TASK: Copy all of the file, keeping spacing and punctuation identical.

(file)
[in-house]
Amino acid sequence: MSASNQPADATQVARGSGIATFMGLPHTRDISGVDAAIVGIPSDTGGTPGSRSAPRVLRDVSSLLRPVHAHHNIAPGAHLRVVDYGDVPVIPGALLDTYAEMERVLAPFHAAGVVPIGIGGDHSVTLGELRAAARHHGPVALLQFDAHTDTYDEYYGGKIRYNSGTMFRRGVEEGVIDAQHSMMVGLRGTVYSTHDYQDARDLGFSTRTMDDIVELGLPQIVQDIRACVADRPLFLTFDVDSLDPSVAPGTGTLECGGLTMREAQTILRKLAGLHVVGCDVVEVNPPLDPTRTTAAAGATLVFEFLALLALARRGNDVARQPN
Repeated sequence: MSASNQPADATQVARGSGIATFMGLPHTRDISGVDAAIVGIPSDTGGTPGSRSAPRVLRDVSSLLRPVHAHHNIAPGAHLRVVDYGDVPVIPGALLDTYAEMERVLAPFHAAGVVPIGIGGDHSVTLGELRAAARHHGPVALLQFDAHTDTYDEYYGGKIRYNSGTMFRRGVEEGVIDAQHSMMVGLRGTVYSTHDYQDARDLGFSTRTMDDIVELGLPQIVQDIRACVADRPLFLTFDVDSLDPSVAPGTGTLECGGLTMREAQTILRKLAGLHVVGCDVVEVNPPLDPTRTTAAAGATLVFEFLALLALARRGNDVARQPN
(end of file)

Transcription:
[in-house]
Amino acid sequence: MSASNQPADATQVARGSGIATFMGLPHTRDISGVDAAIVGIPSDTGGTPGSRSAPRVLRDVSSLLRPVHAHHNIAPGAHLRVVDYGDVPVIPGALLDTYAEMERVLAPFHAAGVVPIGIGGDHSVTLGELRAAARHHGPVALLQFDAHTDTYDEYYGGKIRYNSGTMFRRGVEEGVIDAQHSMMVGLRGTVYSTHDYQDARDLGFSTRTMDDIVELGLPQIVQDIRACVADRPLFLTFDVDSLDPSVAPGTGTLECGGLTMREAQTILRKLAGLHVVGCDVVEVNPPLDPTRTTAAAGATLVFEFLALLALARRGNDVARQPN
Repeated sequence: MSASNQPADATQVARGSGIATFMGLPHTRDISGVDAAIVGIPSDTGGTPGSRSAPRVLRDVSSLLRPVHAHHNIAPGAHLRVVDYGDVPVIPGALLDTYAEMERVLAPFHAAGVVPIGIGGDHSVTLGELRAAARHHGPVALLQFDAHTDTYDEYYGGKIRYNSGTMFRRGVEEGVIDAQHSMMVGLRGTVYSTHDYQDARDLGFSTRTMDDIVELGLPQIVQDIRACVADRPLFLTFDVDSLDPSVAPGTGTLECGGLTMREAQTILRKLAGLHVVGCDVVEVNPPLDPTRTTAAAGATLVFEFLALLALARRGNDVARQPN